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Re: So who here is actually mining?

Tue Dec 12, 2017 7:00 pm

Mining?

Open pit or U/G?
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Re: So who here is actually mining?

Tue Dec 12, 2017 7:02 pm

anotherengineer wrote:
Mining?

Open pit or U/G?

I see you're really in Northern Ontario. ;-)
 
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Re: So who here is actually mining?

Tue Dec 12, 2017 7:08 pm

Yan wrote:
anotherengineer wrote:
Mining?

Open pit or U/G?

I see you're really in Northern Ontario. ;-)

Sudbury has that effect on people.
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Re: So who here is actually mining?

Tue Dec 12, 2017 7:16 pm

https://newatlas.com/bitcoin-cryptocurr ... ion/52556/
Loz Blain, New Atlas wrote:
The electricity usage rate is hideous. According to Digiconomist, each transaction is now estimated to use a ridiculous 240 kWh, which is enough to fully charge a Tesla P100D 2.4 times for an estimated range of 1,373 km (853 mi) or enough to power the average American home for eight days.

That's each transaction. And at the current rate of around 350,000 transactions per day, that means the Bitcoin network is currently using a touch more power than Serbia, and is fast catching up to Denmark. And as it becomes more popular, it's going to gobble even more power.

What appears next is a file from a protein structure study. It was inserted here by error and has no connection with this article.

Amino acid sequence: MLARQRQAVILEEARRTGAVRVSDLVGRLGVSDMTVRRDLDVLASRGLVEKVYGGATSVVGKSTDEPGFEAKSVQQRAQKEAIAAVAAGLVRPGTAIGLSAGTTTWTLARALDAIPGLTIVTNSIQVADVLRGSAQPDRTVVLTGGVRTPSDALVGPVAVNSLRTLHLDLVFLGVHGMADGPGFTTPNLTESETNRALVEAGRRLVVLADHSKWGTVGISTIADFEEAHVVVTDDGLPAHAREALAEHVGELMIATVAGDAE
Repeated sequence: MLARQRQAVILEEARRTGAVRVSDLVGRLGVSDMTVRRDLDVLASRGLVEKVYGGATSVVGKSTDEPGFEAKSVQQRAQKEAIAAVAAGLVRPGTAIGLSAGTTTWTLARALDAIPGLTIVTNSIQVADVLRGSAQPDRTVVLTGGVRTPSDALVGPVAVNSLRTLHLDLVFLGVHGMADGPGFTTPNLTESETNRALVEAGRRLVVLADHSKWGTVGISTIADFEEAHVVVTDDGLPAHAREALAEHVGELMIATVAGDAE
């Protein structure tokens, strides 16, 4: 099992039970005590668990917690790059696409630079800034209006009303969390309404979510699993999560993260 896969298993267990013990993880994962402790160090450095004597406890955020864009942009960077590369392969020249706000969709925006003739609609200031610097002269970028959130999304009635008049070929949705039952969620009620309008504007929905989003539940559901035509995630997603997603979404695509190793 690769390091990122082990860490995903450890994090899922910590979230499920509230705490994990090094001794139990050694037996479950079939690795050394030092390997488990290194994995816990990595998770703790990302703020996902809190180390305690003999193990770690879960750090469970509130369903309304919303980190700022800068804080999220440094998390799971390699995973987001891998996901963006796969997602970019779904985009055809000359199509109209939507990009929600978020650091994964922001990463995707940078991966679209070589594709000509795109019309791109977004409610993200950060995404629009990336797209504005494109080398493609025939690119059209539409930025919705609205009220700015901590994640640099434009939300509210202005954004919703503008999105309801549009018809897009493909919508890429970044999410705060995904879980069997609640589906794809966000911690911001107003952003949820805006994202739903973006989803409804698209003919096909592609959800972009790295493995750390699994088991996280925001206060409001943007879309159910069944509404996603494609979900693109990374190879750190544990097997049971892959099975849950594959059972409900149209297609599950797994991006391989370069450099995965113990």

Where's that power coming from? Predominantly coal, estimates Digiconomist, although it's hard to tell as commercial-quantity Bitcoin mining is a fairly secretive game. But if estimates are correct, each transaction is putting about 117 kg (258 lb) of carbon dioxide into the atmosphere, and the Bitcoin network as a whole is responsible for almost 16,000 kilotons of carbon dioxide emissions annually, and growing.
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Re: So who here is actually mining?

Tue Dec 12, 2017 7:24 pm

ludi wrote:
Yan wrote:
So the difference between idle and mining with CPU and GPU is 90 W. Proportionally, that's a lot, but in absolute numbers, that seems fairly negligible, no?

Assuming you are paying HydroOttawa residential rates, your average price of electricity over a 24-hour period is CD$0.09/kW-h. Do the same math as above and you're spending up to CD$0.0194/day to earn CD$2.27/day (assuming you're converting that €1.50/day to money you can spend on your electric bill, and not squirreling it away in hope of another Bitcoin bubble).

I think you slipped a decimal place. Should be CD$0.194/day. That's still some fairly cheap electricity.
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Re: So who here is actually mining?

Tue Dec 12, 2017 7:47 pm